Changing your ssh server’s port from the default: Is it worth it?

Changing my ssh port from the default port (22) has been one of my standard processes for quite some time when I build new servers or virtual machines. However, I see arguments crop up regularly about it (like this reddit thread or this other one).

Before I go any further, let’s settle the “security through obscurity” argument. (This could probably turn into its own post but I’ll be brief for now.) Security should always be applied in layers. This provides multiple levels of protection from initial attacks, like information gathering attempts or casual threats against known vulnerabilities. In addition, these layers of security should be applied within the environment so that breaking into one server after getting a pivot point in the environment should be just as difficult (if not more difficult) than the original attack that created the pivot point. If “security through obscurity” tactics make up one layer of a multi-layered solution, I’d encourage you to obscure your environment as long as it doesn’t affect your availability.

The key takeaway is:

Security through obscurity is effective if it’s one layer in a multi-layer security solution

Let’s get back to the original purpose of the post.

The biggest benefit to changing the port is to avoid being seen by casual scans. The vast majority of people hunting for any open ssh servers will look for port 22. Some will try the usual variants, like 222 and 2222, but those are few and far between. I ran an experiment with a virtual machine exposed to the internet which had sshd listening on port 22. The server stayed online for one week and then I changed the ssh port to 222. The number of attacks dropped by 98%. Even though this is solely empirical evidence, it’s clear that moving off the standard ssh port reduces your server’s profile.

If it’s more difficult to scan for your ssh server, your chances of being attacked with an ssh server exploit are reduced. A determined attacker can still find the port if they know your server’s IP address via another means (perhaps via a website you host) and they can launch attacks once they find it. Paranoid server administrators might want to check into port knocking to reduce that probability even further.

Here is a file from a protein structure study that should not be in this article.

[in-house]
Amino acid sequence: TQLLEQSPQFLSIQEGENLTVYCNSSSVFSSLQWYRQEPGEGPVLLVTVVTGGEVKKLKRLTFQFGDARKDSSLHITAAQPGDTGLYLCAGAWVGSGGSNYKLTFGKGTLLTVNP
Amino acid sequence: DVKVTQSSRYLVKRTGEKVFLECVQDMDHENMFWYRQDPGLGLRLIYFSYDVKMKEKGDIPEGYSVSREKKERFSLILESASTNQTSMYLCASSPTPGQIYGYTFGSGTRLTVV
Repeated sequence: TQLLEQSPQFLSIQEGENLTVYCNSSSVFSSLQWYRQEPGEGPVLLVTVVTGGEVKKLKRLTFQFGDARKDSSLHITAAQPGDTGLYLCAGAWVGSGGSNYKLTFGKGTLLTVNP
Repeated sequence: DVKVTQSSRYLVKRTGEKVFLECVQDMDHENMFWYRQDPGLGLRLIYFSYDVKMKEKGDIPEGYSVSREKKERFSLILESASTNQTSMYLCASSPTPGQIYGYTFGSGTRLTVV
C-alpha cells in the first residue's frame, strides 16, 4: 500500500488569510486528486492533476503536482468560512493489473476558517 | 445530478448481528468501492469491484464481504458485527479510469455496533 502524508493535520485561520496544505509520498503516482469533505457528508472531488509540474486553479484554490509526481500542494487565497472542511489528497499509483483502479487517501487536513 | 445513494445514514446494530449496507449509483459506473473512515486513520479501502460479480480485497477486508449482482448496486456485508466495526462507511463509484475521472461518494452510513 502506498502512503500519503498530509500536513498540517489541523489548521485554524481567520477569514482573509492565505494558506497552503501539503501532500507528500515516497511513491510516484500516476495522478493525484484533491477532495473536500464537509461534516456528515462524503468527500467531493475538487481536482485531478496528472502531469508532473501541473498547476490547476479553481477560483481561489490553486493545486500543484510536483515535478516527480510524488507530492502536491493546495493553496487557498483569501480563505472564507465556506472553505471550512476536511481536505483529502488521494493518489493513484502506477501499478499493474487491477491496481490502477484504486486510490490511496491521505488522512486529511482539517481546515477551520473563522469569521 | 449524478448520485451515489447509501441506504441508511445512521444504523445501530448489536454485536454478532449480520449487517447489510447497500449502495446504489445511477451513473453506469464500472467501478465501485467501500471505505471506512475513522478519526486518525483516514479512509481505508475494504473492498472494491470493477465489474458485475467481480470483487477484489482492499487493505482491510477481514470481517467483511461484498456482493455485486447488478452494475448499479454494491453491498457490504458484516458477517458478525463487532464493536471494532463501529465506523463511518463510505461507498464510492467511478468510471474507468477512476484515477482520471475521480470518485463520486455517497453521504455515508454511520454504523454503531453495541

Remembering the non-standard ssh port can be annoying, but if you have a standard set of workstations that you use for access your servers, just utilize your ~/.ssh/config file to specify certain ports for certain servers. For example:

Host *
  Port 4321
  Port 2345
Host *
  Port 5432

If you run into SELinux problems with a non-standard ssh port, there are plenty of guides on this topic.. The setroubleshoot-server package helps out with this as well.

# semanage port -a -t ssh_port_t -p tcp 4321
# semanage port -l | grep ssh
ssh_port_t                     tcp      4321,22

Here is my list of ssh lockdown practices when I build a new server:

  • Update the ssh server package and ensure that automatic updates are configured
  • Enable SELinux and allow a non-standard ssh port
  • Add my ssh public key to the server
  • Disable password logins for ssh
  • Adjust my AllowUsers setting in sshd_config to only allow my user
  • Disable root logins
  • For servers with sensitive data, I install fail2ban


  1. Paul Querna says

    Why is the port important at all? I’m not even concerned about layers; I trust cryptography and the basics of sshd’s implementation — so assuming sshd is configured for public key auth only — I don’t really care about the port.

  2. Robot Terror says

    Paul: the problem isn’t with SSH keys or even strong passphrases;’it’s that open ports are answered by running processes. Those processes are programs and can have exploitable weaknesses. One doesn’t have to break cryptographically strong keys to exploit a bug in the ssh daemon.